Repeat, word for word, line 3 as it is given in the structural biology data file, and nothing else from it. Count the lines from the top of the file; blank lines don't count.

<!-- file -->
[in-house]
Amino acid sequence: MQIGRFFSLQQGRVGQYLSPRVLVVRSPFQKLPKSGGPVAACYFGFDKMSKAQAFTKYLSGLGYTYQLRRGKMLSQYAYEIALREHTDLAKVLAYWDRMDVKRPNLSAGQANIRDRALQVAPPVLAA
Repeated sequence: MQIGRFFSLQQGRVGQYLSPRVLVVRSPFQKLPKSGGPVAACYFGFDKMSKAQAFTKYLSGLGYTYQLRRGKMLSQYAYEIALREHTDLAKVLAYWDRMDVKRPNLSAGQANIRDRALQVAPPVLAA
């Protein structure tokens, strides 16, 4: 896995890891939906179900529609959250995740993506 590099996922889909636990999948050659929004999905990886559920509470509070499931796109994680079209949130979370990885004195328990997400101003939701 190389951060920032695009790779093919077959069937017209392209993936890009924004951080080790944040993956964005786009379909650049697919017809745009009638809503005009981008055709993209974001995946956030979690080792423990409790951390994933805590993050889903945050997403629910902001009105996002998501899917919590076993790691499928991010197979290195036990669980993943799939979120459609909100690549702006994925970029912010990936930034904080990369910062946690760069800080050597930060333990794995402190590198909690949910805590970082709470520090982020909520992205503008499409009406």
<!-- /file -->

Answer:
Repeated sequence: MQIGRFFSLQQGRVGQYLSPRVLVVRSPFQKLPKSGGPVAACYFGFDKMSKAQAFTKYLSGLGYTYQLRRGKMLSQYAYEIALREHTDLAKVLAYWDRMDVKRPNLSAGQANIRDRALQVAPPVLAA